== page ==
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Frequency Modulation (FM) is well known as the broadcast signal format for FM radio. It is also the basis of the first commercially successful method for digital sound synthesis. Invented by John Chowning [14], it was the method used in the the highly successful Yamaha DX-7 synthesizer, and later the Yamaha OPL chip series, which was used in all ``SoundBlaster compatible'' multimedia sound cards for many years. At the time of this writing, descendants of the OPL chips remain the dominant synthesis technology for ``ring tones'' in cellular telephones.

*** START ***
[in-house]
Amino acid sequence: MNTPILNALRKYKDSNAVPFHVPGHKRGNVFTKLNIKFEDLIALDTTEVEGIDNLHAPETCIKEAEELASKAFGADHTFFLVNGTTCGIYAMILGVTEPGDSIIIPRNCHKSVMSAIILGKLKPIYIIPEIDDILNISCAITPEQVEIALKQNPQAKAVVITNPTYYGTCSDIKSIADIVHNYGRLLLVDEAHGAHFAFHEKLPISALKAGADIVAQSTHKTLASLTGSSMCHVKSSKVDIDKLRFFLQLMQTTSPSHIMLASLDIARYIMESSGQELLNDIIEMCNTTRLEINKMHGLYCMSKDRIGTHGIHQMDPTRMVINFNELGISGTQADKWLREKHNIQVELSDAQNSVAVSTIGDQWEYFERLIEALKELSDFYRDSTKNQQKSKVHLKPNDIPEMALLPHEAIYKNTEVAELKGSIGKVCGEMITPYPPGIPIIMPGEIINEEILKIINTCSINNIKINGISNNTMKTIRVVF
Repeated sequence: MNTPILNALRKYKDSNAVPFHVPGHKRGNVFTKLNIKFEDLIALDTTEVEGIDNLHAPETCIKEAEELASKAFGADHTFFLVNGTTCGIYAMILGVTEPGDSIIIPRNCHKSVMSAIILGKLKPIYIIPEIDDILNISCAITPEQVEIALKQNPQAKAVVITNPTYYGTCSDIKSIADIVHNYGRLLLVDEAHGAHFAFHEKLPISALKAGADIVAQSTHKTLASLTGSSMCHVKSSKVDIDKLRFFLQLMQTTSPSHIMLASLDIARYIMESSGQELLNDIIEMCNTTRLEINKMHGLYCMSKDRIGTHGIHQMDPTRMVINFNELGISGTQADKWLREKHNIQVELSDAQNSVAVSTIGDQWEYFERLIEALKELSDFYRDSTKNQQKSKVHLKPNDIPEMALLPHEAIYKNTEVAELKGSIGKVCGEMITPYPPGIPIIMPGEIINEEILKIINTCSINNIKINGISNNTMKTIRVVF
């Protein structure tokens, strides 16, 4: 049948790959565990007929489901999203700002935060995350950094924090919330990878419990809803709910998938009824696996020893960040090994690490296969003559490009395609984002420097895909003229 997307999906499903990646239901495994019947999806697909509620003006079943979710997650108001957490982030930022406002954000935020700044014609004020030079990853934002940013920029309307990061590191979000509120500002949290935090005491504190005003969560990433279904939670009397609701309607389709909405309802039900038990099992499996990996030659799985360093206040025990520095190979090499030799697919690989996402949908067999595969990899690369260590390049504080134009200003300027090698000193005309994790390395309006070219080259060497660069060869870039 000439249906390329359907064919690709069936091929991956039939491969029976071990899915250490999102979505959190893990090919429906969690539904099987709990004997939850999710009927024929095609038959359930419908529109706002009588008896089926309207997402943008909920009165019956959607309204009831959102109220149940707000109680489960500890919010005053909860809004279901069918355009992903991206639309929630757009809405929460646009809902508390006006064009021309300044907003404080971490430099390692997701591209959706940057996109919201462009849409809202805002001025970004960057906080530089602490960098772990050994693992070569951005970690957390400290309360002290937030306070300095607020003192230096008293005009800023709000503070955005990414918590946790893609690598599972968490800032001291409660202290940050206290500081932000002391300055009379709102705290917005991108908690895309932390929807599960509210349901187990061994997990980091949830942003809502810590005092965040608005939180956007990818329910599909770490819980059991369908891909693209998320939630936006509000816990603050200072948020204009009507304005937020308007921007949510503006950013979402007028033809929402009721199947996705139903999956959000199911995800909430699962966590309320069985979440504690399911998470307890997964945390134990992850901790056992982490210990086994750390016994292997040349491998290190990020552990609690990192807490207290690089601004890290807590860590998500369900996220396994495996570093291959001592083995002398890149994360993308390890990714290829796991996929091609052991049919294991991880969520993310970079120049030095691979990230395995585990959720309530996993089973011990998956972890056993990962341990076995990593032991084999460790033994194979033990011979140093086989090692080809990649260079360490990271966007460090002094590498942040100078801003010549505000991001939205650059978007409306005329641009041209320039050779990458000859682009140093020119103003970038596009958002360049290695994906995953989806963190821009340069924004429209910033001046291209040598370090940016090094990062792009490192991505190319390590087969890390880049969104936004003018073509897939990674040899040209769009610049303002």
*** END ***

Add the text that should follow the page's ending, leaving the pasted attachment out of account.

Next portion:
A general formula for frequency modulation of one sinusoid by another can be written as
Figure 4.14 shows a unit generator patch diagram [42] for brass-like FM synthesis. For brass-like sounds, the modulation amount increases with the amplitude of the signal. In the patch, note that the amplitude envelope for the carrier oscillator is scaled and also used to control amplitude of the modulating oscillator.
It is well known that sinusoidal frequency-modulation of a sinusoid creates sinusoidal components that are uniformly spaced in frequency by multiples of the modulation frequency, with amplitudes given by the Bessel functions of the first kind [14]. As a special case, frequency-modulation of a sinusoid by itself generates a harmonic spectrum in which the th harmonic amplitude is proportional to , where is the order of the Bessel function and is the FM index. We will derive this in the next section.^{4.9}